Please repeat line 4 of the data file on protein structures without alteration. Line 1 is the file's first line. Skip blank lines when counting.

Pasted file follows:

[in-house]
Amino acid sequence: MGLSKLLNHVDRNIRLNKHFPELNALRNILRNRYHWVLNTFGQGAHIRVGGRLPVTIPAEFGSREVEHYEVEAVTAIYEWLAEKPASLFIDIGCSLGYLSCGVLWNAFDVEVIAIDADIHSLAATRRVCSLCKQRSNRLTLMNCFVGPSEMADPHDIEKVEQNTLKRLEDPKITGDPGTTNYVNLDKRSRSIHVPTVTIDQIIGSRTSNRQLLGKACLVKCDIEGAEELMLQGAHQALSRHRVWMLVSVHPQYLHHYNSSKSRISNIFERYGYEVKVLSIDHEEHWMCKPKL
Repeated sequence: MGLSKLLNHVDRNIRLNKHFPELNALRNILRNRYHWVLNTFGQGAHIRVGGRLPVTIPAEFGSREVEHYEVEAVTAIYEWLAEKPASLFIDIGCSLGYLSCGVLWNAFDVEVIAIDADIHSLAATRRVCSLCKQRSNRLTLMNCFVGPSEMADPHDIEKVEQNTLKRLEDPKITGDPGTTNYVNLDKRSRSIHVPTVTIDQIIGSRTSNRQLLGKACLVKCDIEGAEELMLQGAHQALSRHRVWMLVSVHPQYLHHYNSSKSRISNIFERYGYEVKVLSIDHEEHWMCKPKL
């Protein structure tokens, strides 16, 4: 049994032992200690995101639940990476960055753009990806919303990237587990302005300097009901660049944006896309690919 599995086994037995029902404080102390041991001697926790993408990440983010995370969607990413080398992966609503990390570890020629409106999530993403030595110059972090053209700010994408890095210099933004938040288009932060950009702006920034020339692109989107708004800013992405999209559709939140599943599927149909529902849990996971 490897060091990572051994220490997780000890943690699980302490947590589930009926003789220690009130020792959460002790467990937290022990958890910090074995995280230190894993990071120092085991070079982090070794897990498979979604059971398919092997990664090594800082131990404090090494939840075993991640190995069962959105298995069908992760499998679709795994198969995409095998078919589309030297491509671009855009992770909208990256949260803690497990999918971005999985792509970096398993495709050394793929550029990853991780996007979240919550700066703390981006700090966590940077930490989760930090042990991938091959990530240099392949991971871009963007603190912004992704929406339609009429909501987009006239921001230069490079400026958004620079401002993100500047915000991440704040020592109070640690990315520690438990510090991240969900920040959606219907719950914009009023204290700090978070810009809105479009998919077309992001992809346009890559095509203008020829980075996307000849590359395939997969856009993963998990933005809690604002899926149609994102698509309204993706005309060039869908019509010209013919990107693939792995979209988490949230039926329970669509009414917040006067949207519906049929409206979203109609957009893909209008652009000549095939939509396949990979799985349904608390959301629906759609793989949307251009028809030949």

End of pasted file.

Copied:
């Protein structure tokens, strides 16, 4: 049994032992200690995101639940990476960055753009990806919303990237587990302005300097009901660049944006896309690919 599995086994037995029902404080102390041991001697926790993408990440983010995370969607990413080398992966609503990390570890020629409106999530993403030595110059972090053209700010994408890095210099933004938040288009932060950009702006920034020339692109989107708004800013992405999209559709939140599943599927149909529902849990996971 490897060091990572051994220490997780000890943690699980302490947590589930009926003789220690009130020792959460002790467990937290022990958890910090074995995280230190894993990071120092085991070079982090070794897990498979979604059971398919092997990664090594800082131990404090090494939840075993991640190995069962959105298995069908992760499998679709795994198969995409095998078919589309030297491509671009855009992770909208990256949260803690497990999918971005999985792509970096398993495709050394793929550029990853991780996007979240919550700066703390981006700090966590940077930490989760930090042990991938091959990530240099392949991971871009963007603190912004992704929406339609009429909501987009006239921001230069490079400026958004620079401002993100500047915000991440704040020592109070640690990315520690438990510090991240969900920040959606219907719950914009009023204290700090978070810009809105479009998919077309992001992809346009890559095509203008020829980075996307000849590359395939997969856009993963998990933005809690604002899926149609994102698509309204993706005309060039869908019509010209013919990107693939792995979209988490949230039926329970669509009414917040006067949207519906049929409206979203109609957009893909209008652009000549095939939509396949990979799985349904608390959301629906759609793989949307251009028809030949």